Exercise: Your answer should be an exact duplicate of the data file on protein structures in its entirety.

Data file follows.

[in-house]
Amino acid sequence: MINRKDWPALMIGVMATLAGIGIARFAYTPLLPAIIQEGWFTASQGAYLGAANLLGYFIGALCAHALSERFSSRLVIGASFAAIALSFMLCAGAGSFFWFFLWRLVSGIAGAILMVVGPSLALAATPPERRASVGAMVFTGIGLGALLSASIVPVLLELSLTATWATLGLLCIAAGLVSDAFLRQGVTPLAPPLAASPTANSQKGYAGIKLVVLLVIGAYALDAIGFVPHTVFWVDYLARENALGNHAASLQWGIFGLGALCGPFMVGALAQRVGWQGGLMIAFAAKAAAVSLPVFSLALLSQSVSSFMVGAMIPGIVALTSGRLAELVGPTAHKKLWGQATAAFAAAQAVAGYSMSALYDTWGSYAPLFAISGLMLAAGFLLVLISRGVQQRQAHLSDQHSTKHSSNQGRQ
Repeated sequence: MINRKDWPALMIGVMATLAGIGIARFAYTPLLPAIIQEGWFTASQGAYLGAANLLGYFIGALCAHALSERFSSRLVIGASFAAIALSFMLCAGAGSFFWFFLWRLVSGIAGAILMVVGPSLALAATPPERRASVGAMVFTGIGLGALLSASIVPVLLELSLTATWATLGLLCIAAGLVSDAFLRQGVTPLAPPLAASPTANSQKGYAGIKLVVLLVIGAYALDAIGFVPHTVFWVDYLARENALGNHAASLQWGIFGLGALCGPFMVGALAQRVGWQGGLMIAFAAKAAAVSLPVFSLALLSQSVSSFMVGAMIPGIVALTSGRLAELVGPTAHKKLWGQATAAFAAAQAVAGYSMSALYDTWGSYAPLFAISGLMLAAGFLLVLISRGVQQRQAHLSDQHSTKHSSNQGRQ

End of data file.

[in-house]
Amino acid sequence: MINRKDWPALMIGVMATLAGIGIARFAYTPLLPAIIQEGWFTASQGAYLGAANLLGYFIGALCAHALSERFSSRLVIGASFAAIALSFMLCAGAGSFFWFFLWRLVSGIAGAILMVVGPSLALAATPPERRASVGAMVFTGIGLGALLSASIVPVLLELSLTATWATLGLLCIAAGLVSDAFLRQGVTPLAPPLAASPTANSQKGYAGIKLVVLLVIGAYALDAIGFVPHTVFWVDYLARENALGNHAASLQWGIFGLGALCGPFMVGALAQRVGWQGGLMIAFAAKAAAVSLPVFSLALLSQSVSSFMVGAMIPGIVALTSGRLAELVGPTAHKKLWGQATAAFAAAQAVAGYSMSALYDTWGSYAPLFAISGLMLAAGFLLVLISRGVQQRQAHLSDQHSTKHSSNQGRQ
Repeated sequence: MINRKDWPALMIGVMATLAGIGIARFAYTPLLPAIIQEGWFTASQGAYLGAANLLGYFIGALCAHALSERFSSRLVIGASFAAIALSFMLCAGAGSFFWFFLWRLVSGIAGAILMVVGPSLALAATPPERRASVGAMVFTGIGLGALLSASIVPVLLELSLTATWATLGLLCIAAGLVSDAFLRQGVTPLAPPLAASPTANSQKGYAGIKLVVLLVIGAYALDAIGFVPHTVFWVDYLARENALGNHAASLQWGIFGLGALCGPFMVGALAQRVGWQGGLMIAFAAKAAAVSLPVFSLALLSQSVSSFMVGAMIPGIVALTSGRLAELVGPTAHKKLWGQATAAFAAAQAVAGYSMSALYDTWGSYAPLFAISGLMLAAGFLLVLISRGVQQRQAHLSDQHSTKHSSNQGRQ